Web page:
I like the work of Guy Ritchie as a director, and because I missed previously his Lock, Stock and Two Smoking Barrels, I decided to watch this British crime comedy thriller (written by him as well) and enjoy his recognizable style. The story of a heist film involving a self-confident young card sharp who loses £500,000 to a powerful crime lord in a rigged game of three card brag wasn't too exciting at the start and when he and his friends decided to rob a small-time gang who happen to be operating of the flat next door in order to pay off his debts, the things started picking up. Witnessing an avalanche of unexpected events was fun with a team of uniquely likable characters and it was expectable that this film brought Guy Ritchie international acclaim and introduced actors Vinnie Jones, a former Wales international footballer, and Jason Statham, a former street merchant, to worldwide audiences. I still think that RocknRolla was much better and not as cartoonish as this one, but many people will disagree with such an opinion. I enjoyed Sting?s performance as JD, Eddy?s father, even if he was there thanks only to his wife Trudie Styler who was an executive producer on the film. I should mention excellently played role of Barry "the Baptist" - played by Lenny McLean also known as "The Guv'nor" after becoming the country's top bare-knuckle fighter. McLean became ill during filming, but believed he was only suffering from a lingering case of the flu. McLean died of brain and lung cancer on 28 July 1998, just before the film was released. Producers quickly changed billboards and posters to feature Lenny McLean as a tribute, even though Barry was only a supporting character. I will suggest this as a good viewing for everyone who likes fast-paced romp with violence (any sort), gangsters, big money, drugs... as well as short moments of complexity and smartness.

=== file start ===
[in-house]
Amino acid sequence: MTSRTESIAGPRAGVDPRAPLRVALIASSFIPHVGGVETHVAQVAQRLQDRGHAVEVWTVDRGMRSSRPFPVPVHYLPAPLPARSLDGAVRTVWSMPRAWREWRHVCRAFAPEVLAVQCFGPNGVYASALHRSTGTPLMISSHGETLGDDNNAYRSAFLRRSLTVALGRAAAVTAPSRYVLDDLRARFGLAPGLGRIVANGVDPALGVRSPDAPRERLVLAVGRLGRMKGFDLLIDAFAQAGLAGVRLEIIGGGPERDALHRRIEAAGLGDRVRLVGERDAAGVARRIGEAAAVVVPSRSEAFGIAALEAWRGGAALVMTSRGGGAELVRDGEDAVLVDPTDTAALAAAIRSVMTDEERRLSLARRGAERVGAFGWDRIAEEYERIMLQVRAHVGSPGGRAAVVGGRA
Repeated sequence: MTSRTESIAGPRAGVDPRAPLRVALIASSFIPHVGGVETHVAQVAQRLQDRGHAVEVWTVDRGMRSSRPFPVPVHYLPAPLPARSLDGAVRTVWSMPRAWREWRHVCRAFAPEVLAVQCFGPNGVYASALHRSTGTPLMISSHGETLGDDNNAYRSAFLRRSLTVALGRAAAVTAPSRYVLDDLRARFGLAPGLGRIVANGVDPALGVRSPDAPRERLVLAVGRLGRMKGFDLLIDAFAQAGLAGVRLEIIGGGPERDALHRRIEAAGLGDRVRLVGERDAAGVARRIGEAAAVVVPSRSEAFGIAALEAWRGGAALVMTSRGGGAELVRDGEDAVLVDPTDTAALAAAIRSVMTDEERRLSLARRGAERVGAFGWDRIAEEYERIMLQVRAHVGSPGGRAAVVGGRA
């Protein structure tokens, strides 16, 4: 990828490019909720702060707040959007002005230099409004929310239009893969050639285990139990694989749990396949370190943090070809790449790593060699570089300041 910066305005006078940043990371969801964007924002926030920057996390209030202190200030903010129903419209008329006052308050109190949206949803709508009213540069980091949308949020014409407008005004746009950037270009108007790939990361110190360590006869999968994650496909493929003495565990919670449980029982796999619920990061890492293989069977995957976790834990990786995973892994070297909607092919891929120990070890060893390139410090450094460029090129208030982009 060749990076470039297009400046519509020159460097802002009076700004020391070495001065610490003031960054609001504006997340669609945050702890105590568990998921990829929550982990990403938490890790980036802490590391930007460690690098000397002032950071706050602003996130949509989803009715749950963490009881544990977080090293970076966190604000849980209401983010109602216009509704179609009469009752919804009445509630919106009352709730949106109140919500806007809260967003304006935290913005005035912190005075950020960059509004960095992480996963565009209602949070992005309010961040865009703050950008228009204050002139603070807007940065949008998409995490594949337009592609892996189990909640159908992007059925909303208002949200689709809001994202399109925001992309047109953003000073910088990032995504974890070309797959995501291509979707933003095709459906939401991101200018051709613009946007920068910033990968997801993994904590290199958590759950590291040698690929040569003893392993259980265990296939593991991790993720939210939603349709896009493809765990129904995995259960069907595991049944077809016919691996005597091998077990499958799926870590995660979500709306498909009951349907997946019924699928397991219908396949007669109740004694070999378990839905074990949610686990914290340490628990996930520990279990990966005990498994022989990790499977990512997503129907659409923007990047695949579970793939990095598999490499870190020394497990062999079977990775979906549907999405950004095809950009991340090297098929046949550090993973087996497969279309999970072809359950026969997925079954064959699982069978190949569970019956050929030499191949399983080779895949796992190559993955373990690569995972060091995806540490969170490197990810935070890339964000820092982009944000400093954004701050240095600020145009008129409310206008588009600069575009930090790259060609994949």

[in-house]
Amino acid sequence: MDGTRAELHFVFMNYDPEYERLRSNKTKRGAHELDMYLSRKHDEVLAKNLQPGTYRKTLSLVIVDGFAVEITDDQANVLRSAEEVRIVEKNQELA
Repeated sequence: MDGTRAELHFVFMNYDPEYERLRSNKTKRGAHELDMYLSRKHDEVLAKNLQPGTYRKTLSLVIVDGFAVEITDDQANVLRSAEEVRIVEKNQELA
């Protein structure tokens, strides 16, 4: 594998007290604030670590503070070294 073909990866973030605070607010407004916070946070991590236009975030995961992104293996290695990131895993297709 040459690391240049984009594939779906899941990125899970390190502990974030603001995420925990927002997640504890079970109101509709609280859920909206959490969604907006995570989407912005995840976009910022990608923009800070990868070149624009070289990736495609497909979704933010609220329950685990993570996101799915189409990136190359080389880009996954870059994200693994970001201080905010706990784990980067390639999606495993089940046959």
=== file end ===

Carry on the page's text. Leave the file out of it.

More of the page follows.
Panta O Super Reviewer
  • May 13, 2013
    From writer/director Guy Ritchie comes the incredibly entertaining British crime film Lock, Stock and Two Smoking Barrels. When a group of friends end up in debt to a mobster, they plan to rob a local gang that lives next door to them in order to get the money that they owe. The writing is pretty good, and does an excellent job at creating interesting characters and a clever plot. The dialog is also rather witty and colorful, and the humor is especially sharp. However, the directing is weak, as are the soundtrack and score. Lock, Stock and Two Smoking Barrels has some flaws, but it's a lot of fun and has plenty of laughs.
    Dann M Super Reviewer
  • Oct 22, 2012
    Before the greatness that was Snatch, Guy Ritchie made Lock, Stock. Similar in plot, writing, and characters to Snatch, one would think that this one would be great as well. And great it is, although not to the extent of Snatch. Lock, Stock starts off a little rough and not as smoothly (or crazily, however you put it) as its successor. The first 15 minutes or so is generally spent introducing the characters and loosely following any sort of plot. There is a lot of characters that aren't very unique in their own ways, and your mind gets a little numb trying to remember their relevance to the story. Having so many characters and plot lines makes this story a little more difficult to follow than Snatch.(I'm comparing the two a little much, but they're too similar to avoid comparison) The lighting is also rather annoying. It makes it difficult to see some scenes and while it does add a great visual style to the film, it makes it a little difficult to see and take in the settings. The flaws basically end right there. The rest of the film is wonderfully chaotic and pure fun. The dialog is extremely entertaining and infinitely quotable. Most of the cast does a fine job, each giving their own qualities to their own character. The many stories also cleverly all come together and make for a superb and exciting climax that makes everything worthwhile. And what a hilarious ending. When it's all said and done, Lock, Stock, and Two Smoking Barrels may be a little messy, but the controlled chaos at the steady hand of Guy Ritchie and his excellent dialog, Lock, Stock is a breathless entertainer.
    Drew O Super Reviewer